Wall Street was set to open flat on Tuesday as Treasury yields hit new highs on expectations of aggressive interest rate hikes, while investors awaited more earnings reports to assess the impact of inflation and the Ukraine war on company profits.

St. Louis Federal Reserve Bank President James Bullard on Monday repeated his case for increasing the rates to 3.5% by the end of the year to slow a 40-year-high inflation. He also said he did not rule out a 75 basis points rate hike.

Shares of rate-sensitive megacap companies including Microsoft Corp and Apple Inc dipped slightly in premarket trading as the 30-year U.S. Treasury yield rose to 3% for the first time since early 2019.

The 10-year yield, the benchmark for global borrowing costs, rose to a new high at 2.909%, their highest since late 2018.

"When you think about what has been hit the hardest as rates moved higher this year, the damage has been done to the average Nasdaq Composite stocks. I think the market is already assuming 3% yield on the 10 year," said Art Hogan, chief market strategist at National Securities in New York.

"The earnings season is taking some of the attention that had been hyperfocused on the correlation between yields and falling growth stocks."

After recovering in March from a selloff driven by the Ukraine war, U.S. stocks have again come under pressure this month as the prospect of higher U.S. rates weigh on growth and technology stocks.

The S&P 500 growth index has shed about 14% so far this year, while its value counterpart is down just 0.9%.

Johnson & Johnson slipped 0.7% after it suspended its sales forecast for COVID-19 vaccine due to global supply surplus and demand uncertainty.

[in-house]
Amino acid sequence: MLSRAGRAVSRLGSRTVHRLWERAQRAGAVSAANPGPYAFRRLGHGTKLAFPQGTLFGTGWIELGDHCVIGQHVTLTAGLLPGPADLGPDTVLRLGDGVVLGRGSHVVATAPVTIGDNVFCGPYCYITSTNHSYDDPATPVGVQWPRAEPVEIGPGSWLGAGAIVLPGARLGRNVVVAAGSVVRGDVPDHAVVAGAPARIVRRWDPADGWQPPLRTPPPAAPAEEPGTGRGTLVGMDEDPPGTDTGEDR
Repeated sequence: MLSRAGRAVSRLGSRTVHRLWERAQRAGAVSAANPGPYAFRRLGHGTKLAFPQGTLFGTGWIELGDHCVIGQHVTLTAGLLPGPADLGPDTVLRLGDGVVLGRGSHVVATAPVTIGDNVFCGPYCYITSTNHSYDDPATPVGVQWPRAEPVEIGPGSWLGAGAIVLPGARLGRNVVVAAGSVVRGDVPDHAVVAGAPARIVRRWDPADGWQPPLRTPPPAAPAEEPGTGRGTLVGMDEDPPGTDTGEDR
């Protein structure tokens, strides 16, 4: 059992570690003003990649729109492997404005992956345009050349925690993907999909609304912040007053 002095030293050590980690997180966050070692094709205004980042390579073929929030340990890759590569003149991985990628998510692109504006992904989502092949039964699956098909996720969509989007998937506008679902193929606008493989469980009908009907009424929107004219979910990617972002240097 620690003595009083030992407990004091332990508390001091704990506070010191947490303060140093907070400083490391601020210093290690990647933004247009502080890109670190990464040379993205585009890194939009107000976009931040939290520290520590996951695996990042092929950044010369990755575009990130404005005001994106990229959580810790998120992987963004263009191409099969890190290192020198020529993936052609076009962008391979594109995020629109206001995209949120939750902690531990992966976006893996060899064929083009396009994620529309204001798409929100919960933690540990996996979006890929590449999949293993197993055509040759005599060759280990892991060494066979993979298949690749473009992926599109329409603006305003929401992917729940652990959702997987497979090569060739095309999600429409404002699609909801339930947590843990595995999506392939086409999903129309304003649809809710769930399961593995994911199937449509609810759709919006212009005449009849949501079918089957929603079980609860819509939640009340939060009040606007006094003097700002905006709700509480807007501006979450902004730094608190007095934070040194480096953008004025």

Only 38 companies in the S&P 500 index have reported first-quarter earnings so far, with 78.9% of them topping profit estimates, as per Refintiv data. Typically, 66% beat estimates.

At 08:45 a.m. ET, Dow e-minis were up 21 points, or 0.06%, S&P 500 e-minis up 0.75 points or 0.02%, and Nasdaq 100 e-minis were down 4 points, or 0.03%.

The main indexes ended lower in thin trading on Monday as investors returned from Easter holidays to weigh bank earnings, with Bank of America Corp posting a better-than-expected quarterly profit.

Meanwhile, data showed U.S. homebuilding unexpectedly rose in March, but starts for single-family housing tumbled amid rising mortgage rates.

Twitter Inc slipped 1% despite overnight reports that more private-equity firms have expressed interest in participating in a deal for the micro-blogging site.

Netflix Inc, set to report after the closing bell, was down 0.1%. The streaming giant is expected to report its slowest quarterly revenue growth in nearly eight years, with analysts warning it could lose about a million subscribers due to its exit from Russia.

(Reporting by Sruthi Shankar in Bengaluru; Editing by Arun Koyyur and Anil D'Silva)